Allegheny College, Meadville, PA 16335


Adam O'Brien

Nonindifferent Mountains: Ecocriticism, The Thin Red Line and the Conditions of Film Fiction

Adam O'Brien is a Teaching Fellow in Film and Television at the University of Bristol. He has published articles in Movie: A Journal of Film Criticism, Interdisciplinary Studies in Literature and the Environment, and the Journal of Media Practice. His ecocritical study of New Hollywood cinema is forthcoming from Berghahn Books.

Amy Lai

Reconfiguring the Japanese Melodrama: Crying and Return in Crying out Love, In the Center of the World

Amy Lai recieved a Ph.D. in literature from Cambridge University and a law degree from Boston College. She has published in Tsing Hua Journal of Chinese Studies, Mosaic, Wasafiri, Connotations, Perspectives: Studies of Translatology, and Michigan Journal of Gender and Law. She is currently working on a book about women prisoners and the criminal justice system in nineteenth-century English literature to be published by Rodopi.

Festival Reviews

The 51st New York Film Festival

by Lloyd Michaels

Ecocritical film study has been developing towards greater theoretical complexity, but relatively little work has been done with sustained close readings of form and style. This paper takes an ecocritical approach to such study by proposing “conditions” as an alternative to “mise–en–scène,” and attending to the ways in which particular natural features — in this case, mountains — can have a discernible influence on point of view, character development and performance. Following through this approach in relation to The Thin Red Line and North by Northwest, the essay explores how environmental conditions can prove to be meaningful common features shared by deeply distinct films.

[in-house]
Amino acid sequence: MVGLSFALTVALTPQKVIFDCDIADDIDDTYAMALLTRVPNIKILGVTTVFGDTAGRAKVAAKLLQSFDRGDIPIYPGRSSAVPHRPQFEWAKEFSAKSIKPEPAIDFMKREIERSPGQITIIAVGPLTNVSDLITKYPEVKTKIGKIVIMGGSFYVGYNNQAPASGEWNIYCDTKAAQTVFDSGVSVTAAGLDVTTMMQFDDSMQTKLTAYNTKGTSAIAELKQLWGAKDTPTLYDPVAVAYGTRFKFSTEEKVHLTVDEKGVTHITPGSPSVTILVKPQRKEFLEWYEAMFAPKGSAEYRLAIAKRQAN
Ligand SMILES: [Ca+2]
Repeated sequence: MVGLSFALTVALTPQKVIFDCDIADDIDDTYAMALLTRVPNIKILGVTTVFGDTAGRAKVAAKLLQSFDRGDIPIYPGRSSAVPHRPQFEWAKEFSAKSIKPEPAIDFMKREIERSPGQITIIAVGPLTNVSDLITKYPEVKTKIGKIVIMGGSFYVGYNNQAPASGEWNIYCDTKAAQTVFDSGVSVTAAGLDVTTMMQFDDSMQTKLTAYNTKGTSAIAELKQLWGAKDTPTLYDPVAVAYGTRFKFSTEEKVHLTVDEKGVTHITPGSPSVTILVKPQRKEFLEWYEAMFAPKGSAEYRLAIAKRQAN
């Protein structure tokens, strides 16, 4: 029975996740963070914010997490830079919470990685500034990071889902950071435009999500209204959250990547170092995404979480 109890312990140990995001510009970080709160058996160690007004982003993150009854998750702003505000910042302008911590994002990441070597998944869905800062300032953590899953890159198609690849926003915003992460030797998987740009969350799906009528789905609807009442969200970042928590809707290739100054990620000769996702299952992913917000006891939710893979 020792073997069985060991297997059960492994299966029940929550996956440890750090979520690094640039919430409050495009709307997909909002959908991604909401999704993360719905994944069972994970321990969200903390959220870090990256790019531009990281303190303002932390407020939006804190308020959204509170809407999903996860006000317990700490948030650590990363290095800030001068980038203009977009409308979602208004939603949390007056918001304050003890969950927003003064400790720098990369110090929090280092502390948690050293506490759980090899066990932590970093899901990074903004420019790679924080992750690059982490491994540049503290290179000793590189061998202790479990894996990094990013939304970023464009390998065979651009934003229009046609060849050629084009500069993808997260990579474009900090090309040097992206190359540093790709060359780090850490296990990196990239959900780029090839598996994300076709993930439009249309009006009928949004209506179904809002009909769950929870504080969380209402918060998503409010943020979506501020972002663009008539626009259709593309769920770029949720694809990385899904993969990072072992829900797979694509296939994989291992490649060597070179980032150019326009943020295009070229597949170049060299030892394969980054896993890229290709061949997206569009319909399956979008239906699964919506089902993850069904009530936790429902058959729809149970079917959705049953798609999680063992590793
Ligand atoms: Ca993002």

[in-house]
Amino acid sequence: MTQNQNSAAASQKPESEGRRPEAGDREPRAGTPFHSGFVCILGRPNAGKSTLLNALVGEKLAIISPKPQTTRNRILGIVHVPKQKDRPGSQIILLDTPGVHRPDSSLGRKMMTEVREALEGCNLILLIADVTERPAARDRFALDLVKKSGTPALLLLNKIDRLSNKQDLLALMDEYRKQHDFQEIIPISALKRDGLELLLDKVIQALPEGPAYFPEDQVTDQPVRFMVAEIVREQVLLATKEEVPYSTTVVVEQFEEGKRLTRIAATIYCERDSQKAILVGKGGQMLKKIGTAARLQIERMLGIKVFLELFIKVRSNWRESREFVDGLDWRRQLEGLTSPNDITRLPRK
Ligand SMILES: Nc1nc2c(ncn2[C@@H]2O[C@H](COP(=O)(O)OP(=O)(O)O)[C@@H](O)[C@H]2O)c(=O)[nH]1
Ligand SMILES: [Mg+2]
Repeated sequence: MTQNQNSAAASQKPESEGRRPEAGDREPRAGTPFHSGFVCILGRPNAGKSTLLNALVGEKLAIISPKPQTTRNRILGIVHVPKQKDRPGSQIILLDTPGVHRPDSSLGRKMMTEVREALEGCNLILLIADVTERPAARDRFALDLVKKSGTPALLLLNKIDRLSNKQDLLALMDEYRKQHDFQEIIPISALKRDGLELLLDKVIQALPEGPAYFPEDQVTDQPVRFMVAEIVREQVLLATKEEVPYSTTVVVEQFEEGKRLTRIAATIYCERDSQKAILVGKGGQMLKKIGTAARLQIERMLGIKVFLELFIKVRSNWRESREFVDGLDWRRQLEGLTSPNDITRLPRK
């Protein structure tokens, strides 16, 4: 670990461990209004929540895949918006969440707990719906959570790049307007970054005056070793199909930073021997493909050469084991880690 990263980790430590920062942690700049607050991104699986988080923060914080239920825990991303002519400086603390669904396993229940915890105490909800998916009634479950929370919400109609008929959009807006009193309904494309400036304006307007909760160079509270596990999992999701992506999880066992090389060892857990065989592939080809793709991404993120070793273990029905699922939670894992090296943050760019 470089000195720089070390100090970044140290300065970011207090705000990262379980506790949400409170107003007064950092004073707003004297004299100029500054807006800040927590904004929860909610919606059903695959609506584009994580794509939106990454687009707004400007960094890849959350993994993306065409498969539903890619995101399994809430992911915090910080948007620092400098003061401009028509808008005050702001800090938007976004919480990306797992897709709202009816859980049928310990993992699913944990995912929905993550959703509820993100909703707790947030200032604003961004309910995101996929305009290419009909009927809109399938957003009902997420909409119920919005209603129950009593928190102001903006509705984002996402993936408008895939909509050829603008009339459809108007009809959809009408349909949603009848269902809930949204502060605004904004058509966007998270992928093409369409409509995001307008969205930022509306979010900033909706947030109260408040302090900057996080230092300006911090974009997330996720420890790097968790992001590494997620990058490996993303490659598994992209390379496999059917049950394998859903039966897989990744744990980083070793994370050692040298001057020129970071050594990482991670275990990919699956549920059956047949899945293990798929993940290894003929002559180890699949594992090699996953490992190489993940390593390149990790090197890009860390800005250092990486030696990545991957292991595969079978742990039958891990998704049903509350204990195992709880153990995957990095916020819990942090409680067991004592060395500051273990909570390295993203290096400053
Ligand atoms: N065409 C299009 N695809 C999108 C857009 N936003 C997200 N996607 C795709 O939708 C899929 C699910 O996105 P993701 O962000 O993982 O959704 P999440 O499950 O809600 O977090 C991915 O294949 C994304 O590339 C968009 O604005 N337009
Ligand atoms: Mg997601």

This article examines Crying Out Love, In the Centre of the World (2004), a major junai(pure love) film, through a historicized and theoretical approach to examine how the traditional melodrama genre is reconfigured in twenty-first century Japan so that it no longer targets the female audience but appeals to spectators of both sexes.   Analysis of its crying scenes reveals how they articulate spectatorial desires and fantasies.  Through its strong motif of return, the film suggests that “pure love” is possible after marriage.

Book Reviews

Eds. Peter J. Bailey and Sam B. Girgus, A Companion to Woody Allen

by Lloyd Michaels

Paul Coates, Screening the Face

by Leah Anderst

Lisa Purse, Digital Imaging in Popular Cinema

by David Sidore

Daniel Morgan, Late Godard and the Possibilities of Cinema

by David Sidore

Christopher Pavsek, The Utopia of Film: Cinema and its Futures in Godard, Kluge, and Tahimik

by Daniel Fairfax

Aga Skrodzka, Magic Realist Cinema in East Central Europe

by Alison Frank